1928–Entertainer, Tempest Storm, is born born Annie Banks in Eastman, Georgia. She is an exotic dancer and burlesque star. Along with Lili St. Cyr, Sally Rand, and Blaze Starr, she was one of the best known burlesque performers of the 1950s and 1960s. She is regarded as having one of the longest careers as a burlesque performer, spanning more than 60 years.

1936–The character of “Baby Snooks,” played by Fanny Brice, first appears on the radio program The Ziegfeld Follies of the Air.

1936–Astronaut, Jack R. Lousma, is born Jack Robert Lousma in Grand Rapids, Michigan. He was a member of the second manned crew on the Skylab space station in 1973. In 1982, he commanded STS-3, the third Space Shuttle mission.

1936–Actor, Alex Rocco, is born in Cambridge, Massachusetts. He appeared in the films The St. Valentines’s Day Massacre, The Boston Strangler, The Godfather, Slither, Freebie and the Bean, Rafferty and the Gold Dust Twins, Hearts of the West, The Stunt Man, and That Thing You Do!

1940–Finland initiates Winter War peace negotiations.

1940–In a ceremony held in Berkeley, California (because of the war), physicist, Ernest Lawrence, receives the 1939 Nobel Prize in Physics from Sweden's Consul General in San Francisco.

1940–The 12th Annual Academy Awards announces its winners. Best Picture: Gone with the Wind; Best Actor: Robert Donat for Goodbye, Mr. Chips; Best Actress: Vivien Leigh for Gone with the Wind; Best Director: Victor Fleming for Gone with the Wind. The ceremonies are held at the Coconut Grove at The Ambassador Hotel, Los Angeles, California. The host is Bob Hope. Hattie McDaniel, becomes first black woman to win an Oscar. She wins for her supporting role in Gone with the Wind.

1940–Bartholomew I of Constantinople is born Dimitrios Arhondonis in the village of Agios Theodoros, Imbros, Turkey. In the Eastern Orthodox Church, he is regarded as the spiritual leader of the world's 300 million Orthodox Christians.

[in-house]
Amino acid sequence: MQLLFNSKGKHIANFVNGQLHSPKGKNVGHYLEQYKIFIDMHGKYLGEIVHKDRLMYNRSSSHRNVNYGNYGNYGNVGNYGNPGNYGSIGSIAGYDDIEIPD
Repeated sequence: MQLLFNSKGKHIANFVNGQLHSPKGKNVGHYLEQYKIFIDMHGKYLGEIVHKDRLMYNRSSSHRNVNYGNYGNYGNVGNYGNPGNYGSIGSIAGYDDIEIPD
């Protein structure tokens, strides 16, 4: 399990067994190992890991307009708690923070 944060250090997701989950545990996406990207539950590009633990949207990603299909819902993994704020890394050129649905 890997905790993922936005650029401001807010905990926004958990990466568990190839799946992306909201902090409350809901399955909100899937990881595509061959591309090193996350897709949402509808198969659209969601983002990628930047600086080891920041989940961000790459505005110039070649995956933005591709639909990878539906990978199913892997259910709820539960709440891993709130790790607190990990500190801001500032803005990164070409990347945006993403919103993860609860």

1944–Actor, Dennis Farina, is born in Chicago, Illinois. Before becoming an actor, Farina served three years in the U.S. Army, followed by 18 years in the Chicago Police Department's burglary division, from 1967 to 1985. He appeared in the films Thief, Code of Silence, Jo Jo Dancer, Your Life is Calling, Midnight Run, Another Stakeout, Get Shorty, and Saving Private Ryan.

1952–The island of Heligoland is restored to German authority.

1952–Politician, Bart Stupak, is born Bartholomew Thomas Stupak in Milwaukee, Wisconsin. A member of the Democratic Party, Stupak served as the U.S. Representative from Michigan's 1st Congressional District from 1993 to 2011. Stupak chose not to seek re-election in 2010.

1956–President Eisenhower announces he will seek a second term in office.

1956–The Islamic Republic is established in Pakistan.

1956–Celebrity journalist, J. Randy Taraborrelli, is born John Randall Taraborrelli in California. He is known for biographies of contemporary entertainers and political figures. Among his subjects are Princess Diana, Cher, Carol Burnett, Diana Ross, Frank Sinatra, Madonna, Elizabeth Taylor, Marilyn Monroe, and Michael Jackson.

1956–Serial killer, Aileen (Carol) Wuornos, is born in Rochester, Michigan. She killed seven men in Florida between 1989 and 1990. Wuornos claimed that her victims had either raped or attempted to rape her while she was working as a prostitute, and that all of the homicides were committed in self-defense. She was convicted and sentenced to death for six of the murders. The theatrical film, Monster, starred Charlize Theron as Wuornos. The TV movie, Overkill: The Aileen Wuornos Story, starred Jean Smart.

1960–Hugh Hefner opens the first Playboy Club, featuring the infamous Playboy Bunnies, in Chicago, Ilinois.

1960–A 5.7 earthquake shakes coastal Morocco, killing 12,000 people and injuring 12,000 others.

1960–Serial killer, Richard Ramirez, is born Ricardo Leyva Muñoz Ramírez in El Paso, Texas. He was known as the “Night Stalker.” His highly publicized home invasion crime spree terrorized the residents of the greater Los Angeles area, and later the residents of the San Francisco area, from June 1984 until August 1985. He was convicted of 13 counts of murder, five counts of attempted murder, 11 counts of sexual assault, and 14 counts of burglary.